A Cyber Vaccine
In medicine, vaccines are used to prepare the body to attack viruses and treat illnesses. Pharmaceutical companies do not develop, trial, and release vaccines for a single patient, rather opting for strains of diseases to treat. The time, effort, and resources in developing cures need to have an impact at scale—to treat the most people. In cybersecurity, with particularly limited professional resources, the need for scale also applies as we have both systems and people to protect against a growing and often inconceivable number of threats and attacks.
At the medical level, even the development of vaccines and modern medicine couldn’t stop the hoards of people (nearly 1 million) dying from diarrheal disease every year due to poor basic hygiene. In cybersecurity, despite the explosion of spending on defensive technologies and tools, there has been a push over the last several years to prevent a large percentage of cyber attacks through general employee awareness training. These programs, much like hand washing, ensure proper systemic hygiene by mitigating, to an imperfect extent, the human component of the risk and threat landscape.
A Baseline Compared to a Flatline
In medicine there is no confusion as to what constitutes a physician. There is a clear standard as to what constitutes a board certified medical doctor, and further one of 20+ specialties and subspecialties. In the relatively nascent field of cybersecurity, the absence of a standard baseline of competency is giving the industry a dangerous fever.
Having standards in place makes it possible for doctors to choose their specialties (in part) following rotations. Despite the constant evolution in the knowledge behind the medical industry, today’s crisp white lab coats still have a relatively predictable and navigable career paths.
Simultaneously, the cybersecurity industry struggles to hire, promote, and retain talent resulting in an astonishing skills gap expected to grow to 3.1 million worldwide by 2020. The fact that cybersecurity is a new field and that technology is constantly evolving are not reasonable excuses for why practical standards and definitions for the various roles have not been or cannot be properly developed. Cybersecurity has a great deal to learn from medicine in this vein.
Cybersecurity’s Bedside Manner
Over the last decade, medicine has had to adapt in some ways. One of the most pervasive examples of a recent development in the industry was a rapid increase in the value (or liability) of medical bedside manner. In the past, excellent bedside manner was a nice-to-have feature of any physician, but not necessarily one that changed patient behavior in selecting a physician.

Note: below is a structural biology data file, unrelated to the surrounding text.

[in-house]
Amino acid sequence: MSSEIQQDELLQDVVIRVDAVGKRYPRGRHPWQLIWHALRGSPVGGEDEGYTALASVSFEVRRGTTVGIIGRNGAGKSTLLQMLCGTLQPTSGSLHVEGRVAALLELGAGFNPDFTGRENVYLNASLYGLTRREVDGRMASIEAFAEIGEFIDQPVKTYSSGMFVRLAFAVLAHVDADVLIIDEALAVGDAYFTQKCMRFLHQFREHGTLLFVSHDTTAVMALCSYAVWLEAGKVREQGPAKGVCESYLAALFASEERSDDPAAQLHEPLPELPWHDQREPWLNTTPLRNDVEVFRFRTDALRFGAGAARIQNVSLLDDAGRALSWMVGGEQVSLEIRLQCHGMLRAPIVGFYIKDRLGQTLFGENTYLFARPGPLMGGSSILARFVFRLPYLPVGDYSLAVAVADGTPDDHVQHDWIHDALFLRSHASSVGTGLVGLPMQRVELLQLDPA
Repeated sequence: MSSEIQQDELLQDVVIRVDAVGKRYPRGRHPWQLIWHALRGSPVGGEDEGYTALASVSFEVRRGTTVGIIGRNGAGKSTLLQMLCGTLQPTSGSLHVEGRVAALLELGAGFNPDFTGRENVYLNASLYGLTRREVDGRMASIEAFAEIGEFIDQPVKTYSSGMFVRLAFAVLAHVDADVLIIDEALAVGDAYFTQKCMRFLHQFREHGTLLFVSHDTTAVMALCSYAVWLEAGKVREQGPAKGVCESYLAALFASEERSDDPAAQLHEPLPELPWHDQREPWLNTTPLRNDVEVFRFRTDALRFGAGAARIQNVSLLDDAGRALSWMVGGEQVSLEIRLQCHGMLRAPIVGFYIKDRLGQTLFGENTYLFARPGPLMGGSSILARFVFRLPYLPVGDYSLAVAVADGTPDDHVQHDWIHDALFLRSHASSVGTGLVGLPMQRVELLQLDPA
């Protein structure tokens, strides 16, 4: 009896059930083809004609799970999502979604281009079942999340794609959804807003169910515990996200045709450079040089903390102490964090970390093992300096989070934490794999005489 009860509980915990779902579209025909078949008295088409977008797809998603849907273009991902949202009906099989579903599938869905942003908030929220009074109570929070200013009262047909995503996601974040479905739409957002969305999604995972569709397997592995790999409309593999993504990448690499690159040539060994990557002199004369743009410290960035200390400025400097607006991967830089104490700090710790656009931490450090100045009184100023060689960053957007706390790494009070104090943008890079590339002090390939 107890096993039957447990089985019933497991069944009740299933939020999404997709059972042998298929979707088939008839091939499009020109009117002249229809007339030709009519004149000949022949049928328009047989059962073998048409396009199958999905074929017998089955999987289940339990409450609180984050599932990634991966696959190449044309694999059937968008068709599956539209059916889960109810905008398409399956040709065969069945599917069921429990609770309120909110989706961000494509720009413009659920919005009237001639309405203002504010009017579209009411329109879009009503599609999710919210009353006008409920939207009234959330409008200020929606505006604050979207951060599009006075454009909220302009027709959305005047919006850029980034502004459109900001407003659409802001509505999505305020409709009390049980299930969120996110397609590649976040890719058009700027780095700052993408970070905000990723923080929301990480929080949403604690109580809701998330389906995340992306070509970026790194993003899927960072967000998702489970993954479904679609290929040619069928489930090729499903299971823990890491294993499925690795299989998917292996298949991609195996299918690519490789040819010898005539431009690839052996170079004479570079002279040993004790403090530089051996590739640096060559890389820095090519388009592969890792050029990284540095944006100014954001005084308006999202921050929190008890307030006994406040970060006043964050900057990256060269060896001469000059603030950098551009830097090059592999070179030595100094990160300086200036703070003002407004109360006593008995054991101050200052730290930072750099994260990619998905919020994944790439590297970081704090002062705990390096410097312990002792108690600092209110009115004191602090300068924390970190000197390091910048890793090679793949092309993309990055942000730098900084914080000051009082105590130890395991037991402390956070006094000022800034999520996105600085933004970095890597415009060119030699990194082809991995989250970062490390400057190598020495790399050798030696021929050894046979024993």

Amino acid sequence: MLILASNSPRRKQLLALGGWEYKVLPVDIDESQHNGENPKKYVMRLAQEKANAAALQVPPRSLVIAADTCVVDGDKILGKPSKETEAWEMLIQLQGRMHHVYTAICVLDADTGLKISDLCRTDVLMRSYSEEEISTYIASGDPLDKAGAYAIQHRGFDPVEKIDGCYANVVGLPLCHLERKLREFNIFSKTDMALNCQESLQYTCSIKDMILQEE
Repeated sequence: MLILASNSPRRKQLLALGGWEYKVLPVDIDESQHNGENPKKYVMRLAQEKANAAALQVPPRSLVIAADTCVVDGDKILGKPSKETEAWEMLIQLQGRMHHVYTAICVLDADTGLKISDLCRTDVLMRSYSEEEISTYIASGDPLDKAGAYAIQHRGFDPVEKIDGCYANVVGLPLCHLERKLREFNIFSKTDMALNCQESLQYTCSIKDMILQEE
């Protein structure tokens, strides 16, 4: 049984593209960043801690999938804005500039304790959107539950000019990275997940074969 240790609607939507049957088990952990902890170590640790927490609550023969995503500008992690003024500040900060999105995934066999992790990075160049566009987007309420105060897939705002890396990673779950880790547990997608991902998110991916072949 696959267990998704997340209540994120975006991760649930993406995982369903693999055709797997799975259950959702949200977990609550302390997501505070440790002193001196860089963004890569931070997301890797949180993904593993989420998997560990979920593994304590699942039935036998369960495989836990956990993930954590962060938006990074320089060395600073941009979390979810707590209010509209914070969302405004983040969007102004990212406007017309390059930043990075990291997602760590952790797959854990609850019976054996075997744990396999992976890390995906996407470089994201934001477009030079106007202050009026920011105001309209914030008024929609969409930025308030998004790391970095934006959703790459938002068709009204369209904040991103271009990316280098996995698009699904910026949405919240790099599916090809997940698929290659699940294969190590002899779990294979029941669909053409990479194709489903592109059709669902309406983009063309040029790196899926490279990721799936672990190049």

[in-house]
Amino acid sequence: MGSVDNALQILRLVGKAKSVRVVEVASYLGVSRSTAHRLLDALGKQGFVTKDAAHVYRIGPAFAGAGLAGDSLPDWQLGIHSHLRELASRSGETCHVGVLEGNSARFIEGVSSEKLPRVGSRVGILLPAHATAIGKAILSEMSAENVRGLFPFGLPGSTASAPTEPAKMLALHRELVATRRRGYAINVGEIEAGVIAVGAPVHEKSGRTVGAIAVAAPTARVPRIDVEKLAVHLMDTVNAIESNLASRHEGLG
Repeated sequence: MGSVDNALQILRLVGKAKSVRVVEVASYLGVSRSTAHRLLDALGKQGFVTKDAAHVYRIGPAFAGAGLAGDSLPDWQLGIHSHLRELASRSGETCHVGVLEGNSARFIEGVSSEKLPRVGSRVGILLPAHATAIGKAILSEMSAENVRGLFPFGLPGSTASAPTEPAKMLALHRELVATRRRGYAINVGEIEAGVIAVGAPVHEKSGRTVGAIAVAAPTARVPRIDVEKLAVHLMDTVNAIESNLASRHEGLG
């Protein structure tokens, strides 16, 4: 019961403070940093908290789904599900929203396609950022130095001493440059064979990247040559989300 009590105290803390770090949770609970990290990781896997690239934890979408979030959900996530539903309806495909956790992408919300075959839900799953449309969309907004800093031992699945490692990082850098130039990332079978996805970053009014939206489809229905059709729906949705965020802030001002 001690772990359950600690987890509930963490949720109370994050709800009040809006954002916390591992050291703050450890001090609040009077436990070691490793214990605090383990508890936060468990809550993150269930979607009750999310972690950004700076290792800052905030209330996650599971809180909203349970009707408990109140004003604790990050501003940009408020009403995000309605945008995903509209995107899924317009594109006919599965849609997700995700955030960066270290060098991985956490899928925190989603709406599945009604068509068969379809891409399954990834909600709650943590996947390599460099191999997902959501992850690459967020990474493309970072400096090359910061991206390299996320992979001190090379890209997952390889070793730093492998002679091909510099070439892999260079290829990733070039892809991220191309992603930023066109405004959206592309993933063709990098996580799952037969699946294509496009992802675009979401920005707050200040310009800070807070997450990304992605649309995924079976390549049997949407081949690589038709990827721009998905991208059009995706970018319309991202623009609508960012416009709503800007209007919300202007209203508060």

It was often believed that the human side of medicine – connecting with patients, showing compassion, being a communicator were qualities that were unimportant and could not be taught. Fast forward to the 21st century, patients can share their opinions through online reviews. While expertise will never be overlooked, patients with a choice between Dr. Alice and Dr. Bob might make that decision based on a five-star review over a two-star review. Dr. Gregory House may be brilliant, but his abysmal bedside manner may prevent him from booking a single appointment in today’s environment.
Cybersecurity, is also viewed as a field of specific knowledge and skills in technical areas. While tech savvy engineers are in high demand, soft skills like interpersonal skills and team management are elevating in importance by the day. Practitioners with strong business and communication skills are advancing quickly into leadership roles. Consider Mr. Robot’s talented senior network engineer (and vigilante hacker), Elliot Anderson’s character — he’s brilliant — but no Fortune 500 would want him in a CISO or CIO role. He doesn’t have the bedside, or rather boardroom-side manner that it takes to excel.
The Never Ending Journey
Both doctors and cybersecurity professionals need to keep up their skills as there are constant advances in each field. As we’ve mentioned, all MDs have the same training, but as doctors advance in their fields, they are often required to pursue additional training. For example, a neurosurgeon requires a yearlong internship plus a 6-8 year neurosurgical residency, all after 4 years of college and another 4 years of medical school. Then, in order to stay current on medical and technological developments, he or she will attend industry conferences or review medical journals on a consistent basis.
Cybersecurity professionals acknowledge that skills in their industry require upkeep as well. There are always going to be new threats, new vulnerabilities, new technologies, and new requirements (read “regulations”). Not only are continuing professional education (CPE) credits required to maintain the most in-demand cyber certifications including the CISSP, CISM, CEH, or Security+, but also the new knowledge is paramount to professional success.
Maintaining the Health of Your Organization
In medicine, all roads lead to life expectancy and quality of life. For the cybersecurity industry, we have a similar ultimate goal. Ensuring every individual has a cyber education baseline, followed by specialized knowledge by role, will ensure resilience and ultimately the quality of life of every organization.